In addition, the problems of the decision in the Mitchell case, which imposed what many think were disproportionate sanctions for failure to meet rigid deadlines under the Jackson rules, has led to all co-operation between parties being withdrawn. I understand that the position is to be reviewed, and I am sure that the profession more generally will be awaiting the outcome with great interest. It seems that, as the noble Lord, Lord Marks, rightly referred to, the system of arbitration is being developed. Apparently the new and very effective approach of an alternative arbitration system has been developed by a leading Silk, Andrew Ritchie QC, which will be cheaper, quicker, and more collaborative. It is to be hoped that that will have some impact.

The frustration experienced in the civil and criminal courts also extends to the magistracy, where local justice is perceived as under threat from court closures, large benches and more full-time district judges. The system of which we have been so justly proud, and which other jurisdictions have so often sought to emulate, is under threat as never before. This threat is not from a medieval monarch, but from an obtuse ministry which seems prepared only to pay lip service to the tradition of centuries and the adjustments required to reflect and cater for changing needs in our evolving society. The question at next year’s celebration will not be:

“Magna Carta … Did she die in vain?”,

but “Magna Carta—does its spirit live on?”. If not, where stands the reputation of our much admired legal system?

My Lords, I thank the noble and learned Lord, Lord Woolf, for affording the House the opportunity to discuss the United Kingdom’s legal systems. As many noble Lords have said, his contribution to the justice system has been highly significant. The noble Baroness, Lady Flather, chose her dining companions well in those days. I will not repeat the many tributes, but they were all justly described. However, I also say that the Government welcome not only the contributions today from distinguished lawyers and judges but also those from non-lawyers, because of course the law does not belong to lawyers or judges, but to all of us.

This has been a rich debate, full of legal history and the history of legal maxims, the development of Magna Carta and the protection of rights since. Material for many debates has indeed been provided by the contributions of noble Lords. However, I am sure that one thing on which the whole House can agree is that our legal institutions and services are a vital part of the constitution. As a result of their deserved reputation for integrity and excellence, the influence of our legal institutions and services reaches across the world. They not only shape other jurisdictions but also provide the conditions for commerce to flourish.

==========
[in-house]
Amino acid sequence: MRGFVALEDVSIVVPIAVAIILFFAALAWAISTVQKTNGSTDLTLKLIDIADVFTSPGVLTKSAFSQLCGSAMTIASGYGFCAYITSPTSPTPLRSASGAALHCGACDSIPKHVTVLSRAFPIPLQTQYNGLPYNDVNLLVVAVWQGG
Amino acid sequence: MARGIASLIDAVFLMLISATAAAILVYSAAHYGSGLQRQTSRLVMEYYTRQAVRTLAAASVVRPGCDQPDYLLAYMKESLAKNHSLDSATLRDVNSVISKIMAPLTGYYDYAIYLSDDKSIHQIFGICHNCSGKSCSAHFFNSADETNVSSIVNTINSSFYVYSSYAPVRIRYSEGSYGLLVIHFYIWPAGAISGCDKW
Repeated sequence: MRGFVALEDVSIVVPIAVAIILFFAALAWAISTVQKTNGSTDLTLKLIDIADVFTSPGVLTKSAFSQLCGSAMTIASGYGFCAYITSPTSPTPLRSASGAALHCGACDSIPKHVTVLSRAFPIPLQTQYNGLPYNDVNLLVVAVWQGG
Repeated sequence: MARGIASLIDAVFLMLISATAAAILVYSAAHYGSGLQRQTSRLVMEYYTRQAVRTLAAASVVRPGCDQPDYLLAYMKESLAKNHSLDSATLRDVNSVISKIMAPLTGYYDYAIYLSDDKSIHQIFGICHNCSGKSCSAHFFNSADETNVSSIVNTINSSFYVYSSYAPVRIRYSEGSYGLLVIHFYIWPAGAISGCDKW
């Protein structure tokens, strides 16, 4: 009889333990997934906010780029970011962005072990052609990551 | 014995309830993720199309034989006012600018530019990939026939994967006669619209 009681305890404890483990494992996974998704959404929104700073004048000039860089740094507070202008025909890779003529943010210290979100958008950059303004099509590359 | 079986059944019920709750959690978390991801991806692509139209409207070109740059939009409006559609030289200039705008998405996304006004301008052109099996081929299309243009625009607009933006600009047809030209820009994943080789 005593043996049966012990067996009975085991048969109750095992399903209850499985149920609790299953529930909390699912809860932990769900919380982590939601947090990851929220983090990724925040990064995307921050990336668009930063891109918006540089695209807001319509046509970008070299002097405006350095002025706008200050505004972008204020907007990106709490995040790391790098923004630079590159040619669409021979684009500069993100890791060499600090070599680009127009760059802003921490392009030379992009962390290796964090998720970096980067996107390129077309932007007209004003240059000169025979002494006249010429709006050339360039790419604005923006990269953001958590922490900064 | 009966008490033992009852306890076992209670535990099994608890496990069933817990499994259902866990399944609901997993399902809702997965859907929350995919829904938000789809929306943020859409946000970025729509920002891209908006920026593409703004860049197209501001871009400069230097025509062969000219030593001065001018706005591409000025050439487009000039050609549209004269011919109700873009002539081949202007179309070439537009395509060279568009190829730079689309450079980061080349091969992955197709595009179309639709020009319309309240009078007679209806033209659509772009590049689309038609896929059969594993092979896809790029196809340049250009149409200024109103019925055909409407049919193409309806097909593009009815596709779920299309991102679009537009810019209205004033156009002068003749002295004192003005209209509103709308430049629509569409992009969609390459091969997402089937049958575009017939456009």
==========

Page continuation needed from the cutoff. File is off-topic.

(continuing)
I first address the question of the rule of law and our constitution. It is crucial to recognise that the rule of law is at the heart of the British constitution, underpinning a fair and just society in which citizens, businesses and civil society can help our nation prosper. As many noble Lords reminded us, next year sees the 800th anniversary of Magna Carta, a document of great symbolic importance. It established the principle, among others, that executive power is not above the law.

The 800th anniversary of the sealing of the charter affords us an opportunity to reflect on and celebrate its values. The Government are working with the Magna Carta 800th Committee to organise commemorative events, which I am sure that many noble Lords are greatly anticipating. Magna Carta began to chart the boundaries of the relationship between the state and the individual, a dialogue that persists to this day. Much of what we do here in Parliament concerns the defining of the limits of state power when it represents a potential threat to individual liberty.